From open source to open law

To change the ever stricter copyright laws, legal argumentation strands are to be developed cooperatively

In the knowledge or information society, knowledge is the means of production and the property that creates wealth. However, the digital media have created new challenges for the creators and users of knowledge "knowledge", which also includes entertainment offerings, have a "Disadvantage", because it makes duplication as well as worldwide distribution almost free of charge. Since the Web has attracted more and more people and promises a global marketplace for e-commerce, the copyright industry has been exerting increasing prere on legislators to protect the "intellectual property" to strengthen. Annual losses in the tens of billions of dollars, allegedly shrinking tax revenues and costing jobs, are invoked. And the lawmakers, who are giving their "creative" and thus secure their location, have so far followed the prere of the lobbies quite horribly, making laws stricter, adapting them to the Internet age and putting other states under prere to also go in this direction.

The tradition of the Internet is still alive. MP3 is exploding in a wave of success, Linux loves to revive the model of free software or open source in the field of software, even politicians like Al Gore are following the trend. However, there is still a lack of open, political and international discussion about the extent to which the locksmiths of copyright or patents can be used to protect intellectual property, also with regard to the long-term consequences "intellectual property" and whether more attention should be paid nationally and internationally to preserving or even expanding knowledge and access to information as a public domain.

In this respect, the project of the Internet expert and Harvard professor Lawrence Lessig is interesting, based on a current court case, to introduce something similar in the area of jurisdiction as open law, in addition to open source and open content, and at the same time to support a campaign for a changed copyright in order to ensure public access to literature, film, art and music. The idea behind this is quite simple and corresponds to the intention why copyright and patent laws were originally introduced in contrast to other forms of property. With a temporally and in the extent limited protection of the property and with it the utilization should be stimulated primarily the creativity and the progress of the sciences and arts for the benefit of the general public. The difficulty, however, lies in the details, namely to what degree the "intellectual property" The idea is that intellectual property must be safeguarded so as not to discourage creators in a capitalist society, while at the same time ensuring that works and innovations remain accessible to the public at large, which is also a prerequisite for science and, moreover, creates a creative climate. In contrast to material property, new intellectual property is created through knowledge, suggestion, further development, variation and adoption. Moreover, in the field of science and art, the economy of attention has always prevailed to some extent, where money can certainly be made, but which functions differently from the economy of attention "heavy" oconomy, in which the appropriation of resources and the means of production is in the foreground.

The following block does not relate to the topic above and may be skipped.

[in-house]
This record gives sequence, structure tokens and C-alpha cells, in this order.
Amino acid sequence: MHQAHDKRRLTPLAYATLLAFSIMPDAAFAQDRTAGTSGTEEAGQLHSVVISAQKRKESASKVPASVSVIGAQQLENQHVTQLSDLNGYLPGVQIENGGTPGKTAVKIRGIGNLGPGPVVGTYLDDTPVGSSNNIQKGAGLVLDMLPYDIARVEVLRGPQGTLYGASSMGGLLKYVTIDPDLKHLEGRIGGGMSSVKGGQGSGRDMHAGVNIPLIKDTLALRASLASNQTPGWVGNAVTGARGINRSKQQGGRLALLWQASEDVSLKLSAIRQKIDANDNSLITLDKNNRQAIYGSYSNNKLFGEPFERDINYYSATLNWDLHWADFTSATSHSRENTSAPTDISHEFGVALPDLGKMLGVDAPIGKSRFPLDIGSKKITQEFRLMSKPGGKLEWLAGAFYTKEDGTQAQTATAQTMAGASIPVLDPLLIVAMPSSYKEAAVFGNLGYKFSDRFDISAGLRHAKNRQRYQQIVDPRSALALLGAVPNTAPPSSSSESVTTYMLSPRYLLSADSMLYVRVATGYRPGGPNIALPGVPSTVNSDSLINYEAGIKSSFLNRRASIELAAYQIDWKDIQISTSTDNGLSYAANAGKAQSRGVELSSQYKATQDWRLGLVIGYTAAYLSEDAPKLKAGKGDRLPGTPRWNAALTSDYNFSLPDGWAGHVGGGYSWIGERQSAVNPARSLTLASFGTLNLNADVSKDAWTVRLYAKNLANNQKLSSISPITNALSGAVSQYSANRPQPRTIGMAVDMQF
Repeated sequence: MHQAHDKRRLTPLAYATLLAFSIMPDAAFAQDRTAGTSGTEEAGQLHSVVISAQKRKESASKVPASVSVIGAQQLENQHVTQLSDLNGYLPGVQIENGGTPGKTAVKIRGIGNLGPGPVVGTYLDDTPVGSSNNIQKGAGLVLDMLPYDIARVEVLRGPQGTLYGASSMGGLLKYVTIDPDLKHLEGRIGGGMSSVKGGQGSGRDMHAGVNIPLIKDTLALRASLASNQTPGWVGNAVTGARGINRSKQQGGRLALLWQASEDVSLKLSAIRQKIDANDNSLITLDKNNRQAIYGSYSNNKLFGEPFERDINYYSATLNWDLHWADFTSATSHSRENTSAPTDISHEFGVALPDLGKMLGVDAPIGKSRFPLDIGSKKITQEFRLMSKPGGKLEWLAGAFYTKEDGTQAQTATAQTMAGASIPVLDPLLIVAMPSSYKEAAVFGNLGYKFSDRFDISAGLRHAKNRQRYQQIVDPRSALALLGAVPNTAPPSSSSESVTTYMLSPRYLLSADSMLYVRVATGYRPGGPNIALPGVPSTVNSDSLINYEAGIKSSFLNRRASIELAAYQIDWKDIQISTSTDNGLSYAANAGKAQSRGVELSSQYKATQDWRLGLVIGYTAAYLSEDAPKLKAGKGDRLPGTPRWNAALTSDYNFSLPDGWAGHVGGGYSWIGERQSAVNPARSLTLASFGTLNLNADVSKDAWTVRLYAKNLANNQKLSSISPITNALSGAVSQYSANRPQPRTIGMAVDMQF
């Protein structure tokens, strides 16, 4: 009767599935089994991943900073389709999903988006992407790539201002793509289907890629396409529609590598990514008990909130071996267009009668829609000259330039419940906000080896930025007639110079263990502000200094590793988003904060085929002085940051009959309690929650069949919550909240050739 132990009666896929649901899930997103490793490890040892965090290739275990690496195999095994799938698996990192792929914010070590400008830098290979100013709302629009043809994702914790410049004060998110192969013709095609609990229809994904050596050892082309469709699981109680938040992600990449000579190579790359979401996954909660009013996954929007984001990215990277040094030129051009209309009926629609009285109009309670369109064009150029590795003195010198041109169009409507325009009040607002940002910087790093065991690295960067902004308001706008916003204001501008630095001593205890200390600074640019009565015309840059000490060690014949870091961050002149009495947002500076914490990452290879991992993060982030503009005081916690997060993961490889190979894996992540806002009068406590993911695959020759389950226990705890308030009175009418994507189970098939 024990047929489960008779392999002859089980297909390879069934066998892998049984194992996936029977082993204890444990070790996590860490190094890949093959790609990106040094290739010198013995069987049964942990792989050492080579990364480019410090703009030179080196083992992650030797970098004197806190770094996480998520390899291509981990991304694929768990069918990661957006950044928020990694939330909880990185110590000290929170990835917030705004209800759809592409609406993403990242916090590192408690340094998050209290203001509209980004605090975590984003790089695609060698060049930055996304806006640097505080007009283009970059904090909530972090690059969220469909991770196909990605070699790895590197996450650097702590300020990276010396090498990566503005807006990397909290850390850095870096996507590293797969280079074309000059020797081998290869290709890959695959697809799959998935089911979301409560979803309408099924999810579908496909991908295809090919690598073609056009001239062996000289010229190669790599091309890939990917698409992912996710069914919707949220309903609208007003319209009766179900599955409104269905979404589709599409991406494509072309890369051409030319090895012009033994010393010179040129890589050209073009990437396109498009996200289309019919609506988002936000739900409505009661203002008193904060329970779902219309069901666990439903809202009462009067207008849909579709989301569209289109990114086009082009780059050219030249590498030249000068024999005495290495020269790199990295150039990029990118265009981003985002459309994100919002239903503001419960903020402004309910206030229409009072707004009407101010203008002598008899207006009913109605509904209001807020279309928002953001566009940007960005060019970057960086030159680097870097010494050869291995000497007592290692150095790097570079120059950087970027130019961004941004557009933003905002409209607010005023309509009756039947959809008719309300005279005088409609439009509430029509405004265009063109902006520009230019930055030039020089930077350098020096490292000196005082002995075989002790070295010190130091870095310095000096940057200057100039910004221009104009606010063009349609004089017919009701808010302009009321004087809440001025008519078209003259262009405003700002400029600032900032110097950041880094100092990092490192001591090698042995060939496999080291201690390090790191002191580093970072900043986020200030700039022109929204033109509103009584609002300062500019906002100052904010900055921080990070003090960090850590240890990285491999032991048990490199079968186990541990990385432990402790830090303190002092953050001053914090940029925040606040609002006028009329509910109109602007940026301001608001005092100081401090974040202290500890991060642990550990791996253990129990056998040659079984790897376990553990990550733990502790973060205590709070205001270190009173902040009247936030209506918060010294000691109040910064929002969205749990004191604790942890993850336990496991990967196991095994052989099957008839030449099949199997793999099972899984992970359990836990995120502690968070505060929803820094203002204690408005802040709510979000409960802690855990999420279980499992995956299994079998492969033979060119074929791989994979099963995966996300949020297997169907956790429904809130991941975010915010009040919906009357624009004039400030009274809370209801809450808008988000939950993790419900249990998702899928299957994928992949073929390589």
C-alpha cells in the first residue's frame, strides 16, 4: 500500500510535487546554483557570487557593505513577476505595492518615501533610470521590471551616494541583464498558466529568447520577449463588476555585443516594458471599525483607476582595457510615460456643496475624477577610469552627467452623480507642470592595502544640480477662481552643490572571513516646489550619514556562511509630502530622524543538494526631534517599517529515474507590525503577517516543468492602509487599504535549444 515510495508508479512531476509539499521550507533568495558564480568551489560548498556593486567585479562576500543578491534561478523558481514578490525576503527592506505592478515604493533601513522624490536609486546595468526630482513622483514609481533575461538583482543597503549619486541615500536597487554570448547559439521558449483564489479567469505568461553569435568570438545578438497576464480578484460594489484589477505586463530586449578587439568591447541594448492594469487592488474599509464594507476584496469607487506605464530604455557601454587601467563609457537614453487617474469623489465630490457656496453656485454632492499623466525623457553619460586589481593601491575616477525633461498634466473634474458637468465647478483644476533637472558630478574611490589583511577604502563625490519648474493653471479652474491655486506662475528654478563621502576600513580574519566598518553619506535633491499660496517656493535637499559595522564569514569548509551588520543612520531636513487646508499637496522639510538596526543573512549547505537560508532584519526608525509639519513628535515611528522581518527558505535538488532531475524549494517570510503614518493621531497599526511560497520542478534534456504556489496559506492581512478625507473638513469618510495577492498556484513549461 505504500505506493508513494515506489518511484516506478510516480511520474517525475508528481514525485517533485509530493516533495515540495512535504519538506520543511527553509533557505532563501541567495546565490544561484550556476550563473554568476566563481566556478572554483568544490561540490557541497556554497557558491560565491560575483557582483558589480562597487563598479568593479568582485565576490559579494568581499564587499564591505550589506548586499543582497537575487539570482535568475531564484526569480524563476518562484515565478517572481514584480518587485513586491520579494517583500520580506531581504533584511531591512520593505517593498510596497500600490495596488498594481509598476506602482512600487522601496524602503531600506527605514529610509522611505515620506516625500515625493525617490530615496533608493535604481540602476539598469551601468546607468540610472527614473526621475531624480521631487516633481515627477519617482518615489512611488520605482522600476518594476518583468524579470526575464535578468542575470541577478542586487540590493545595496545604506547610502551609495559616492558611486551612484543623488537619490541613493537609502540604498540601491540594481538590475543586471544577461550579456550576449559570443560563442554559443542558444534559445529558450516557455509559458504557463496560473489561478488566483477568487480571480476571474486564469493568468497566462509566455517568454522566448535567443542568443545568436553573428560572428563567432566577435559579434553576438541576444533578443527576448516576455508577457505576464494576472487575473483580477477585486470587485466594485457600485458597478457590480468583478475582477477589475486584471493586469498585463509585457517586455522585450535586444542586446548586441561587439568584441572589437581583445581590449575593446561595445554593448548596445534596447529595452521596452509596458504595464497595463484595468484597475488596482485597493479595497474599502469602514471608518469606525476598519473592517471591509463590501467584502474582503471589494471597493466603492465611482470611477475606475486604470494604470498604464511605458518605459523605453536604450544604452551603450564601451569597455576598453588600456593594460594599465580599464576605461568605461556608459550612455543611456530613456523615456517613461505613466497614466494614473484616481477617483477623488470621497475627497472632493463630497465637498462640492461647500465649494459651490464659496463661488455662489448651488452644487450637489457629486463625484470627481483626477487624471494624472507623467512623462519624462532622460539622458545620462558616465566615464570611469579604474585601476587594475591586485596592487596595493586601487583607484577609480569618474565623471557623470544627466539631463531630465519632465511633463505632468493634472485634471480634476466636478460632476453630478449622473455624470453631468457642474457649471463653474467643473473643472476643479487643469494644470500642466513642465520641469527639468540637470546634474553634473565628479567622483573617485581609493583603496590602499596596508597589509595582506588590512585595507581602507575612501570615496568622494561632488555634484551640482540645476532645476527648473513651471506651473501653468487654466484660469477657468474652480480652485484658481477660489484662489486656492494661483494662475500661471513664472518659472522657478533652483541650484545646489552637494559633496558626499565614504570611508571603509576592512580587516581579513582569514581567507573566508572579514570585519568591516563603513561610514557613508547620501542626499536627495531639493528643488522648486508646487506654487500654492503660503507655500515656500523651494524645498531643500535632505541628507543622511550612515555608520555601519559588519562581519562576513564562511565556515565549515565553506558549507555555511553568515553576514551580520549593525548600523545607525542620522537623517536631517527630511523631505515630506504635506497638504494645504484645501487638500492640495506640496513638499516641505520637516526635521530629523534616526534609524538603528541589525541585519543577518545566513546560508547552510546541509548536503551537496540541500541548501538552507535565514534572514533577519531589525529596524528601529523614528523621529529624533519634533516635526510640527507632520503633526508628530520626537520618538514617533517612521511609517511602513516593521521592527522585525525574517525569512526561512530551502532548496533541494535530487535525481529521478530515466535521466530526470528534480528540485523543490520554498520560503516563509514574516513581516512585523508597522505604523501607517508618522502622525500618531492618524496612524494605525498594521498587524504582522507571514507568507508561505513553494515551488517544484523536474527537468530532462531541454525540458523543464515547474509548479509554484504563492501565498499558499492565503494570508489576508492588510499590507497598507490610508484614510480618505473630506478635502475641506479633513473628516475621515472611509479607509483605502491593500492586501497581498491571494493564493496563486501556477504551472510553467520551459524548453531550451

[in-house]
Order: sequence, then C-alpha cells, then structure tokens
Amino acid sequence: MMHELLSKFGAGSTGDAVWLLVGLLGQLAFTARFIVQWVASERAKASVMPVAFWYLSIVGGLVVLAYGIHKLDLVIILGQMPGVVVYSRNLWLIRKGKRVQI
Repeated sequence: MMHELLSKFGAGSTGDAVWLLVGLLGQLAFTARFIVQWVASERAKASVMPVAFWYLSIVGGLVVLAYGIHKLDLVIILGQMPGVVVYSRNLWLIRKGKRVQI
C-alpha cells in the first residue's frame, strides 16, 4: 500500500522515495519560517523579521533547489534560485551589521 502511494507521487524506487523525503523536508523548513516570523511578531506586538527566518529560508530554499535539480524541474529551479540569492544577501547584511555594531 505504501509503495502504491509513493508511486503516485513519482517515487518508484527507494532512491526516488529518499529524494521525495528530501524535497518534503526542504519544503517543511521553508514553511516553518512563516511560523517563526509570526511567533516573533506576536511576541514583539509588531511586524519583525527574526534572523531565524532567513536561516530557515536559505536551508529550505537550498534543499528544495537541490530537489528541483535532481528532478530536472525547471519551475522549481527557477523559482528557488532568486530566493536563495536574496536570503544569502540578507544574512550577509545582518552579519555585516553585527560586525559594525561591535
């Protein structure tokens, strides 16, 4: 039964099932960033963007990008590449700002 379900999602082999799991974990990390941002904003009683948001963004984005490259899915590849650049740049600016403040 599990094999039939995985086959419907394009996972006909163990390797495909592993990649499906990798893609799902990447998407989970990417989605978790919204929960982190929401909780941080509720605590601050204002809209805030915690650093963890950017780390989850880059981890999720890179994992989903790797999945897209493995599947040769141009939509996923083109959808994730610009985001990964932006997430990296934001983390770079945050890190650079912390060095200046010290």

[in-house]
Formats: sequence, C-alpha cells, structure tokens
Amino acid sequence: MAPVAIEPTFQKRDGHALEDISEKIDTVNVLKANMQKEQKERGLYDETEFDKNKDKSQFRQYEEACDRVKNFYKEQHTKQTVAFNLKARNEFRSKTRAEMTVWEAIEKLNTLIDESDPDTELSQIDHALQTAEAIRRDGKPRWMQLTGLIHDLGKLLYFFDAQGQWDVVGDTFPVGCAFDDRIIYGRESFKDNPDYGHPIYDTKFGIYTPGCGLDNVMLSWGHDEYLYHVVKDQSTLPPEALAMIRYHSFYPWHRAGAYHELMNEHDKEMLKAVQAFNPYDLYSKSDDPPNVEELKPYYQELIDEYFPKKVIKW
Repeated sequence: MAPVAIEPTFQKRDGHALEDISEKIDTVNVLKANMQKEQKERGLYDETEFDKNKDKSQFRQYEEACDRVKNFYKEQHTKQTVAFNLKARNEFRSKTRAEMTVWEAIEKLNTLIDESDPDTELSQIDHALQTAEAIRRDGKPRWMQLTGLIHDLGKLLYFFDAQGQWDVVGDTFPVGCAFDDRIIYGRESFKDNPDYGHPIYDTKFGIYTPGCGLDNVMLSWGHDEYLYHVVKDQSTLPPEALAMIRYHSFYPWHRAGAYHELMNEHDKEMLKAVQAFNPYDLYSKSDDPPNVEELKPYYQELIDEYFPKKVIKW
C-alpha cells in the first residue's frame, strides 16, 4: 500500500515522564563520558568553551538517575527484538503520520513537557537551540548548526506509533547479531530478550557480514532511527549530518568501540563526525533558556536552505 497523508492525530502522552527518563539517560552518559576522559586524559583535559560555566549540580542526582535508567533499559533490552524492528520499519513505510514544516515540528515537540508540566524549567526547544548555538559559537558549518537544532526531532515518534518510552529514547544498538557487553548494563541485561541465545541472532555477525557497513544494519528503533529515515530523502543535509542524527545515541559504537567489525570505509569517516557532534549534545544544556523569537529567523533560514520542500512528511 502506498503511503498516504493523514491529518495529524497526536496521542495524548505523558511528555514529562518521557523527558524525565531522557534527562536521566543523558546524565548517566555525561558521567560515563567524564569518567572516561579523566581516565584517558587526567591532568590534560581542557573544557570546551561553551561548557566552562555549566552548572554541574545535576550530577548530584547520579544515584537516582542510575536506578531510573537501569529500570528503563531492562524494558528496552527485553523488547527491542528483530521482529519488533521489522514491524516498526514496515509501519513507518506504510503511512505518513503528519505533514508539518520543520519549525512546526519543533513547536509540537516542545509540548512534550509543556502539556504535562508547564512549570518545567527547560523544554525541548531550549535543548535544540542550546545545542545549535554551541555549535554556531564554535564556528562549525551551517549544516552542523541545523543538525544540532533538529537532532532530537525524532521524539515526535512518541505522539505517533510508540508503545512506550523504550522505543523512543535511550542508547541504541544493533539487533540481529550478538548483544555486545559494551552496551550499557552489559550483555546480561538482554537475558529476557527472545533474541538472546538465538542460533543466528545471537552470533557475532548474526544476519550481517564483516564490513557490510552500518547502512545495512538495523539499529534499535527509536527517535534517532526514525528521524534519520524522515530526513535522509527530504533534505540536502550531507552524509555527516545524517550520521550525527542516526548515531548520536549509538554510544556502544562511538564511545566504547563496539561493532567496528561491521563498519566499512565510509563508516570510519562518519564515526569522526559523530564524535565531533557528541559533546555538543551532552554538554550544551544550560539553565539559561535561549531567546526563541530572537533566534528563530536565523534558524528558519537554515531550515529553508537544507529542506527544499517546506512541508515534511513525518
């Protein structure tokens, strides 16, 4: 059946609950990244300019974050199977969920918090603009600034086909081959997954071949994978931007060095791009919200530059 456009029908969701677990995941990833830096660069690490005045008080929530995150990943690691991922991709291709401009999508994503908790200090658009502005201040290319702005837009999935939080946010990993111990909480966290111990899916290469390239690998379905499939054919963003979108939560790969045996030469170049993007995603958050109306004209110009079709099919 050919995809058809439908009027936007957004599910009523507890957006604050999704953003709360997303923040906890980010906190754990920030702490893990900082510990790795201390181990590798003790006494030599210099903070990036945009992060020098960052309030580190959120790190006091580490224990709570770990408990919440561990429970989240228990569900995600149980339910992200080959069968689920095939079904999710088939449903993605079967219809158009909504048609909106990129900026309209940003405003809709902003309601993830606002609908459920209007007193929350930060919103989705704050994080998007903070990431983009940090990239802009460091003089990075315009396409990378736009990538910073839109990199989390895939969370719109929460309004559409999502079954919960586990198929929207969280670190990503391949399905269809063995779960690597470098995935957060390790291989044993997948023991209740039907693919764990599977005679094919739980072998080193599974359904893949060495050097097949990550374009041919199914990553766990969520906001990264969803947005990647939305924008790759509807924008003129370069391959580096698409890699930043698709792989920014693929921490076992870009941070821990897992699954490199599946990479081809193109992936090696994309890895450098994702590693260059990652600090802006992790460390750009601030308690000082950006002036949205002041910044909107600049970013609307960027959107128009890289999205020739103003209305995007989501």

Lessig’s initiative is based on the extension of copyright protection from 50 to 70 years after the death of the author. Eric Eldred, the founder of Eldritch Press, has filed a lawsuit against the change, which took effect at the end of last year. Eldritch Press publishes rare and out-of-print books for free on its website. Lessig’s intention with Open Law is actually to invite a discussion among lawyers and others in order to find common arguments for the process. The idea is to support Eldred and to fight against the extension, but also to develop legal reasons how to open the copyright again in favor of the general interest: "The bigger ie here is to keep the Internet as an intellectual space for commentary and publishing", Lessig told Wired. "This space is threatened by the growing trend of ‘appropriation’."

Whether, of course, the parallel processing of "parallel processing" It is questionable whether this idea will be accepted by legal argumentation; after all, the lawyers want to earn money. But especially with some traps, which were of gross general interest or which concerned the catching, this idea could or should find appeal.

Lessig also calls for contributions to be provided with a kind of open content license, for which he uses the abbreviation "open source" "cc" suggests. Texts that start with "cc" (Counter- Copyrights), may be used, copied and rewritten by others. This is in contradiction to the exclusivity of copyright, the creation of a rough public domain is required.

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